menu

Apple’s Q&A On iPhone Location Data

Apple’s Q&A On iPhone Location Data
technology

iPhone maker releases a Q&A press release to explain the gathering and use of location information by our devices.

Piers Fawkes, PSFK
  • 27 april 2011

Apple has released a Q&A press release to explain the gathering and use of location information by our devices. Here it is in full:

Apple would like to respond to the questions we have recently received about the gathering and use of location information by our devices.

1. Why is Apple tracking the location of my iPhone?
Apple is not tracking the location of your iPhone. Apple has never done so and has no plans to ever do so.

2. Then why is everyone so concerned about this?
Providing mobile users with fast and accurate location information while preserving their security and privacy has raised some very complex technical issues which are hard to communicate in a soundbite. Users are confused, partly because the creators of this new technology (including Apple) have not provided enough education about these issues to date.

3. Why is my iPhone logging my location?
The iPhone is not logging your location. Rather, it’s maintaining a database of Wi-Fi hotspots and cell towers around your current location, some of which may be located more than one hundred miles away from your iPhone, to help your iPhone rapidly and accurately calculate its location when requested. Calculating a phone’s location using just GPS satellite data can take up to several minutes. iPhone can reduce this time to just a few seconds by using Wi-Fi hotspot and cell tower data to quickly find GPS satellites, and even triangulate its location using just Wi-Fi hotspot and cell tower data when GPS is not available (such as indoors or in basements). These calculations are performed live on the iPhone using a crowd-sourced database of Wi-Fi hotspot and cell tower data that is generated by tens of millions of iPhones sending the geo-tagged locations of nearby Wi-Fi hotspots and cell towers in an anonymous and encrypted form to Apple.

4. Is this crowd-sourced database stored on the iPhone?
The entire crowd-sourced database is too big to store on an iPhone, so we download an appropriate subset (cache) onto each iPhone. This cache is protected but not encrypted, and is backed up in iTunes whenever you back up your iPhone. The backup is encrypted or not, depending on the user settings in iTunes. The location data that researchers are seeing on the iPhone is not the past or present location of the iPhone, but rather the locations of Wi-Fi hotspots and cell towers surrounding the iPhone’s location, which can be more than one hundred miles away from the iPhone. We plan to cease backing up this cache in a software update coming soon (see Software Update section below).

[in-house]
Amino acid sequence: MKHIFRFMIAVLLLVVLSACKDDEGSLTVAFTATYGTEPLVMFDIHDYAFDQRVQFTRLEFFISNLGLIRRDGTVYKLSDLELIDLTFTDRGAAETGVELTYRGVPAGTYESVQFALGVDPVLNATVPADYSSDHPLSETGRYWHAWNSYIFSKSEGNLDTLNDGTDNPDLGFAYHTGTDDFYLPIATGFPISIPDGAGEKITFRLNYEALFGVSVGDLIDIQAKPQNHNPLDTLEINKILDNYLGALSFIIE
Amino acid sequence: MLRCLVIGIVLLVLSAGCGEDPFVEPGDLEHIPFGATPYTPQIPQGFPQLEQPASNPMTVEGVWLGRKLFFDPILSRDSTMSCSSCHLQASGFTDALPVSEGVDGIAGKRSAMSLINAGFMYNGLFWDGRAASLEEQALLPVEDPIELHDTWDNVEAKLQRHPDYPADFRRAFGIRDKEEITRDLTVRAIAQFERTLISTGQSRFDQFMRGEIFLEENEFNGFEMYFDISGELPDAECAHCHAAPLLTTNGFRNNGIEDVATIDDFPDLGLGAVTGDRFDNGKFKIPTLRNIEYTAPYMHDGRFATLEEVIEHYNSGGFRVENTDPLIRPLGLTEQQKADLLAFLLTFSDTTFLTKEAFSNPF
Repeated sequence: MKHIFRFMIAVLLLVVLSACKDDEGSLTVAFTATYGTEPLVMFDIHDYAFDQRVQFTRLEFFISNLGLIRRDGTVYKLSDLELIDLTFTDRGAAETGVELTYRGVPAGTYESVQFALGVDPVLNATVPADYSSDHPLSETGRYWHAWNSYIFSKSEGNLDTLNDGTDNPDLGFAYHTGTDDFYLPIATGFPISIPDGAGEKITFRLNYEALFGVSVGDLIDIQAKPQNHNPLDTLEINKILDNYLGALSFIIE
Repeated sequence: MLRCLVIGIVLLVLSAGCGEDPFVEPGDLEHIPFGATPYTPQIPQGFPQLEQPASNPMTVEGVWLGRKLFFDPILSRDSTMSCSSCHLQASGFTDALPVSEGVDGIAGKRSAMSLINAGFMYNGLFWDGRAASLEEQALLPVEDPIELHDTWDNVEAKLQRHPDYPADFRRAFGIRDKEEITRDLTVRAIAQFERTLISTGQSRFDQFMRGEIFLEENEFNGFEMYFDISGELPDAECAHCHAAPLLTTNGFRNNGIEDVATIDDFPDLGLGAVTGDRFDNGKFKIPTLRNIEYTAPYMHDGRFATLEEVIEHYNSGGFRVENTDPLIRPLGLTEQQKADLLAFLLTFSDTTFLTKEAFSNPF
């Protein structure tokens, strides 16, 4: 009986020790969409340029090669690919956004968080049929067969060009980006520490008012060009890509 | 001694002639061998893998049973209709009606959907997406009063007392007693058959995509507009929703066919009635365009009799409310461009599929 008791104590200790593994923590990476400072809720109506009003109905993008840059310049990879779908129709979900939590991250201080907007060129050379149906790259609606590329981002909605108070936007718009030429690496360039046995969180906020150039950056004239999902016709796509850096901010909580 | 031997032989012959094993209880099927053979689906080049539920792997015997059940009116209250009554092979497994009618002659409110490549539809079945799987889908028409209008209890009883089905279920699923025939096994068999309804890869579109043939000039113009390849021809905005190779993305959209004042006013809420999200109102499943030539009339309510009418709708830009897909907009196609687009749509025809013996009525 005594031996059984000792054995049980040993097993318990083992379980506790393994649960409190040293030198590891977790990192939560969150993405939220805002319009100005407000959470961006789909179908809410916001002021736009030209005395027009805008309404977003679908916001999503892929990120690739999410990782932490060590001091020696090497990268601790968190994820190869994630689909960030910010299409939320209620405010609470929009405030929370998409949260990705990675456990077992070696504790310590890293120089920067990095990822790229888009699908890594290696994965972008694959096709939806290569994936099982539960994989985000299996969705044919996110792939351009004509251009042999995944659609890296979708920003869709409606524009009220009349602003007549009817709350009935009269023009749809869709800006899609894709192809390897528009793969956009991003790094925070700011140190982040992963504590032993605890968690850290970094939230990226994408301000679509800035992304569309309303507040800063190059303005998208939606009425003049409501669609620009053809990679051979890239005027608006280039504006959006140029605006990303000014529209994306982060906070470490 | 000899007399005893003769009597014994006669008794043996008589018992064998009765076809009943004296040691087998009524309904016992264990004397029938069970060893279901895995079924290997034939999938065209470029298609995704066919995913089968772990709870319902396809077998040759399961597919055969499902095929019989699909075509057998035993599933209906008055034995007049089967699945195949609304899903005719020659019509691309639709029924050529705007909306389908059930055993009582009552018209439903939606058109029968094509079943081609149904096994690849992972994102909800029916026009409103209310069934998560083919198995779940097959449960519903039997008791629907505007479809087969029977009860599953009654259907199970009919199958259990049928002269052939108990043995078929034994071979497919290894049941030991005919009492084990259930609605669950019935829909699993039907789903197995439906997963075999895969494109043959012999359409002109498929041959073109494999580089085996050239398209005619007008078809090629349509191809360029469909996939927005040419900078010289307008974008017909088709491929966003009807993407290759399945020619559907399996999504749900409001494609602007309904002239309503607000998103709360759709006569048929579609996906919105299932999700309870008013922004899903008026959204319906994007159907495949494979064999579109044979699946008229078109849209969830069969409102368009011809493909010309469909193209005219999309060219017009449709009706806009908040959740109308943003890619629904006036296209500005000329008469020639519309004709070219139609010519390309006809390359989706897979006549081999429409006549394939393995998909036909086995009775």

5. Can Apple locate me based on my geo-tagged Wi-Fi hotspot and cell tower data?
No. This data is sent to Apple in an anonymous and encrypted form. Apple cannot identify the source of this data.

6. People have identified up to a year’s worth of location data being stored on the iPhone. Why does my iPhone need so much data in order to assist it in finding my location today?
This data is not the iPhone’s location data—it is a subset (cache) of the crowd-sourced Wi-Fi hotspot and cell tower database which is downloaded from Apple into the iPhone to assist the iPhone in rapidly and accurately calculating location. The reason the iPhone stores so much data is a bug we uncovered and plan to fix shortly (see Software Update section below). We don’t think the iPhone needs to store more than seven days of this data.

7. When I turn off Location Services, why does my iPhone sometimes continue updating its Wi-Fi and cell tower data from Apple’s crowd-sourced database?
It shouldn’t. This is a bug, which we plan to fix shortly (see Software Update section below).

8. What other location data is Apple collecting from the iPhone besides crowd-sourced Wi-Fi hotspot and cell tower data?
Apple is now collecting anonymous traffic data to build a crowd-sourced traffic database with the goal of providing iPhone users an improved traffic service in the next couple of years.

9. Does Apple currently provide any data collected from iPhones to third parties?